Despite Alfred's best efforts, the day following the murders was far from restful. Bruce ransacked the whole manor, it seemed, in pursuit of some nonexistent clue. He refused to eat, and interrogated the other servants to no end about Bernard Shipley's whereabouts. It was almost a relief to drive him to the precinct the next day.

They sat at the desk of Detective James Gordon. He had the rather grizzled appearance of an old sea captain, or perhaps a lion. Though middle-aged, he had gone grey, and his eyebrows were impressive, to say the least. He was also the detective in charge of the Wayne murders. Bruce was glad of this, since Gordon seemed to have more intelligence than the average employee of the Gotham Police Department.

Bruce's statement thus far, had been a painful reliving of his parent's deaths.

"The man's hands were shaking as he pointed the gun at me. He seemed scared. I'm guessing he was a novice at murder- either paid or blackmailed into it."

Gordon leaned forward, raptly paying attention- his partner was furiously writing down Bruce's words. "Did you say anything to him?"

Bruce shook his head. "No, I just looked at him. I thought he was going to kill me. He should have killed me."

Alfred cut in, "Master Bruce-"

Bruce shrugged his butler's hand off his shoulder. "That's not what I meant, Alfred. I simply meant, in the murder's words, he addressed my father and his family. That includes me. For some reason, he couldn't or wouldn't go through with it."

"Do you think it was Shipley?" Detective Gordon asked.

"No. Shipley has blue eyes, and he was shorter than the man. This man had pale brown eyes. He was tall, and broad shouldered, though his voice indicated he was either older or a smoker; possibly both. His hands were gloved, and his clothes were dark. He wore a hood. I couldn't see his hair. The mask covered his facial features."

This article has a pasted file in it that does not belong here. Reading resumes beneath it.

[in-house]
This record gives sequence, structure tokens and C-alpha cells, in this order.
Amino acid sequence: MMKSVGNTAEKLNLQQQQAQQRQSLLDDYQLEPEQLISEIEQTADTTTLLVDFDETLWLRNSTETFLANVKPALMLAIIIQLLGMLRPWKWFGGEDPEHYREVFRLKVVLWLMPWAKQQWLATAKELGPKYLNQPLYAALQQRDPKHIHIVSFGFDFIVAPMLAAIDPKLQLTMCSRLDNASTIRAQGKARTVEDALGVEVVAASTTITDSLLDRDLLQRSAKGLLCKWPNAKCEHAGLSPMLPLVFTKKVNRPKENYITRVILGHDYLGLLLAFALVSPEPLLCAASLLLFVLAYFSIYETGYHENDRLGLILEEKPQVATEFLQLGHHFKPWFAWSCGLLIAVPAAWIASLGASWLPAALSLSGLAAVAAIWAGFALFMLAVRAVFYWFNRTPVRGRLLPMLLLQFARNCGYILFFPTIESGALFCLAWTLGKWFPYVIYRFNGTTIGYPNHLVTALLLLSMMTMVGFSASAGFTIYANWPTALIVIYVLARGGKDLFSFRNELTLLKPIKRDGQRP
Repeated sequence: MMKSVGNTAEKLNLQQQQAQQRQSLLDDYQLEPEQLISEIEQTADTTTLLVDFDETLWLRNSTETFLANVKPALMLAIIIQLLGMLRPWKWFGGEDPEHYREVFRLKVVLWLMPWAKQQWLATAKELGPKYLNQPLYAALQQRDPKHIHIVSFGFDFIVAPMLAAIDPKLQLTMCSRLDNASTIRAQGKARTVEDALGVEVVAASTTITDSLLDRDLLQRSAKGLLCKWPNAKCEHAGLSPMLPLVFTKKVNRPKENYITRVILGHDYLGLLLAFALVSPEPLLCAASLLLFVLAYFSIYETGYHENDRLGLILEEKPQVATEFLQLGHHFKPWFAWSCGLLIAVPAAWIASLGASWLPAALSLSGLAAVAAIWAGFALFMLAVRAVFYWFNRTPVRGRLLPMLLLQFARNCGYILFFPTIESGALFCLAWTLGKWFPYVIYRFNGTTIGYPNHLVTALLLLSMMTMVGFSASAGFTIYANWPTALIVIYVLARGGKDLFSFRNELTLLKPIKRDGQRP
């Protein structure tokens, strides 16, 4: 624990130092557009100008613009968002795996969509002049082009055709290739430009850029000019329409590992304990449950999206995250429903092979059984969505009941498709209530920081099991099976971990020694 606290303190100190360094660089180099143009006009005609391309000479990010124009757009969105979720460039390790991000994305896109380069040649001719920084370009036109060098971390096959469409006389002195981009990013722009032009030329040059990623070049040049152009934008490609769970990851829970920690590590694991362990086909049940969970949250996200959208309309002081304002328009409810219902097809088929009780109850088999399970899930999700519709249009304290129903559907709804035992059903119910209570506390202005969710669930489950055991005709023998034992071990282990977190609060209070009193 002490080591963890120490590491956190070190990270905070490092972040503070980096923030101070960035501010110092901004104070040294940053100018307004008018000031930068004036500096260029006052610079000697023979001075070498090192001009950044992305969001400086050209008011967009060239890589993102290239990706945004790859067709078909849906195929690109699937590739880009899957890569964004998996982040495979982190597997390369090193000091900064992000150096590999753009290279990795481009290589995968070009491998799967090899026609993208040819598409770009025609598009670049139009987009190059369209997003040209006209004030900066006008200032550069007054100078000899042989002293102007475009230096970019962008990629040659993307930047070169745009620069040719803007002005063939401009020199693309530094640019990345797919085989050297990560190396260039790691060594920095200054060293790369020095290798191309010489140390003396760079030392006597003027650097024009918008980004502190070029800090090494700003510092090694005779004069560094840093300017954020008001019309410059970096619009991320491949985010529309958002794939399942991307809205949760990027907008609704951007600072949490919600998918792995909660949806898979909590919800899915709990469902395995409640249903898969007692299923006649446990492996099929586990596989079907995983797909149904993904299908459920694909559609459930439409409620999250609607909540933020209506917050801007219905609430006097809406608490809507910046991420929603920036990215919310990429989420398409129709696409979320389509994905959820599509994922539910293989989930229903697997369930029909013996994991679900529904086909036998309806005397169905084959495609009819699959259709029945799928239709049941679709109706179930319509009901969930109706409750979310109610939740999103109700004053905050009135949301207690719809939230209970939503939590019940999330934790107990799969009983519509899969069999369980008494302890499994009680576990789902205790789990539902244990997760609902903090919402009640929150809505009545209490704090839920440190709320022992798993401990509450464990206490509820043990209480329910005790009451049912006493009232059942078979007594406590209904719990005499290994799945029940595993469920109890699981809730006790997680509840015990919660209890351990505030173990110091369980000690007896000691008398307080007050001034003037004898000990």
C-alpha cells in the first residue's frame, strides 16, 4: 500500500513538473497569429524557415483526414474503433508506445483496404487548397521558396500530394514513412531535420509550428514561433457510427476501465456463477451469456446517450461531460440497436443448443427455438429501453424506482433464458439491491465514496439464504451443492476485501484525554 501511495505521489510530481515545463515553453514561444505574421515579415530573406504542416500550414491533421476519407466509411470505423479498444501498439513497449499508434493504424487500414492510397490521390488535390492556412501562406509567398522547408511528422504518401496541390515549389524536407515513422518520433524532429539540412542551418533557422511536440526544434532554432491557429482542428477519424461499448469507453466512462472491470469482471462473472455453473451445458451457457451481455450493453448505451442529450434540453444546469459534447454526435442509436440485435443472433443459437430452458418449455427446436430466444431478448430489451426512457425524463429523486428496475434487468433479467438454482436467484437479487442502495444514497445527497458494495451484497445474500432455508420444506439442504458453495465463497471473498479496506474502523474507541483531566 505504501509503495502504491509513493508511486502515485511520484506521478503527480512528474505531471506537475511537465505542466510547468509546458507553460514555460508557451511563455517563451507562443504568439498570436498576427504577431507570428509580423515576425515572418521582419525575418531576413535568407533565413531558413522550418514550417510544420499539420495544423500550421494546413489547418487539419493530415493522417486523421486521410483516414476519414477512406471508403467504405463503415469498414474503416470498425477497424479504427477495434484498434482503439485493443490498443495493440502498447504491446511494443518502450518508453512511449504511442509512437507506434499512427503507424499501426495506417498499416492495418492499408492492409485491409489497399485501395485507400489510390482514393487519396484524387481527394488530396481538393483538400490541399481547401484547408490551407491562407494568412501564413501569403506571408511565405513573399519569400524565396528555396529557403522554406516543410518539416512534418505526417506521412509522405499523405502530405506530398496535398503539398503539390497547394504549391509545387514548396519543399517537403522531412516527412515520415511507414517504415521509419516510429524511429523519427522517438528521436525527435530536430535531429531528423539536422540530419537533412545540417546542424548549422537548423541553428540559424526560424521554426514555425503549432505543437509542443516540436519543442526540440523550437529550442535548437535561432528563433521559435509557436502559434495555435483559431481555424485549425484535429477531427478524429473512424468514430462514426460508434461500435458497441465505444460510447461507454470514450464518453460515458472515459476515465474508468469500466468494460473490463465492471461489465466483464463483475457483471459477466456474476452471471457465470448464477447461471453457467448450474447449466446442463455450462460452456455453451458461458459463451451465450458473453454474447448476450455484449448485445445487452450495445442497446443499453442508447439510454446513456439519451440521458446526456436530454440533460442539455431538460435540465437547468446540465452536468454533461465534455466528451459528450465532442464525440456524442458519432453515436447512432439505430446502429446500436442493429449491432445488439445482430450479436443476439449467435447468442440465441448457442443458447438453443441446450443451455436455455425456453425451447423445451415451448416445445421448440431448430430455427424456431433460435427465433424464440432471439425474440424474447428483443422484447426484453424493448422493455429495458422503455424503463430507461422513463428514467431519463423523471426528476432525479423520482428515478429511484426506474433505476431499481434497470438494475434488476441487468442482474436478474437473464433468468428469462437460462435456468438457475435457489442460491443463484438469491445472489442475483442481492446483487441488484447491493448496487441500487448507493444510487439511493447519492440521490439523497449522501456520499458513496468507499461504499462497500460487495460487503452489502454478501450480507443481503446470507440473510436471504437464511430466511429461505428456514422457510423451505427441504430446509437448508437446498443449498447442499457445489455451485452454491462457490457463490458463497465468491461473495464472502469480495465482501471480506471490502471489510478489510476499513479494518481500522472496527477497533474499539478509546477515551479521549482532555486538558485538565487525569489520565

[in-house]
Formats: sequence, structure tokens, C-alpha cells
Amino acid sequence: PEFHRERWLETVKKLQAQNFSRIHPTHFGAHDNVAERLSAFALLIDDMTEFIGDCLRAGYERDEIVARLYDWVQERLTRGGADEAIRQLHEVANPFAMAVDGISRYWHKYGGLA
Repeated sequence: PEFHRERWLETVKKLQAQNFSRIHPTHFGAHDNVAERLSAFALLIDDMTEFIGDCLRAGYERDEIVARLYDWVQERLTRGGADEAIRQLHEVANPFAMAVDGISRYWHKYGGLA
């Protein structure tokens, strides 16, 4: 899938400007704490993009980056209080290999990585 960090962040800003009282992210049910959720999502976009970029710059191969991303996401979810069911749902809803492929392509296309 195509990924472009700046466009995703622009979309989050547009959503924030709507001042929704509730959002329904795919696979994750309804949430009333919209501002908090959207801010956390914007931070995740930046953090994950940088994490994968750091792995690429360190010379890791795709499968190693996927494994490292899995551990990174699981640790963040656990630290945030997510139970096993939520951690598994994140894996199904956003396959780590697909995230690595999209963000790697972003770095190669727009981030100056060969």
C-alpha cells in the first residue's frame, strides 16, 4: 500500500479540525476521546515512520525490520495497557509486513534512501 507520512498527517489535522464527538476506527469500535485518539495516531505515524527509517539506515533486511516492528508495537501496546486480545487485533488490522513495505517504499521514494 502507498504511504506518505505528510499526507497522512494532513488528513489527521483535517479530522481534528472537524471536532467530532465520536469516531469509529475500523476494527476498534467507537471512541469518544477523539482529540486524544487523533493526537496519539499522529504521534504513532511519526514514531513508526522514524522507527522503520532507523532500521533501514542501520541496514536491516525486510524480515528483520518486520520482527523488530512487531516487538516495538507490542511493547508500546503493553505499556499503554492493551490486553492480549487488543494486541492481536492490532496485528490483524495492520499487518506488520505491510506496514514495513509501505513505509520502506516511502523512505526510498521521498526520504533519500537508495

Gordon leaned back, deep in thought. "We could try tracing the mask. Did you notice anything remarkable about it?"

Bruce shifted impatiently. The police's investigation was about a day behind his own. This was a waste of time. "No, it's a dead end. The mask was plain, bright red. It's like can be found at any costume store or theater. There are at least 7 stores in Gotham that sell it, and likely many others in the surrounding area."

He continued, "No, detective, what we need to do is determine who had the greatest motive. You are likely aware that my family has its fair share of enemies. Such is the nature of business. I have a meeting with the Wayne Tech board of directors next week. I'll see if there are any recent business ventures my father undertook that may have ruffled the wrong feathers."

Bruce stood, signaling the end of the interview. "In the meantime, have your men check the dumpsters around the alleyway, see if the mask was disposed of. Keep searching for the Rolls Royce and Mr. Shipley. Please call if you find anything."

Detective Gordon looked taken aback. "Mr. Wayne, as the only eyewitness to this crime, I think there's more we can learn from your testimony-"

Bruce cut him off. "I've told you everything I saw and heard that night. My parent's murderer is out there, we won't find him if we're sitting here talking."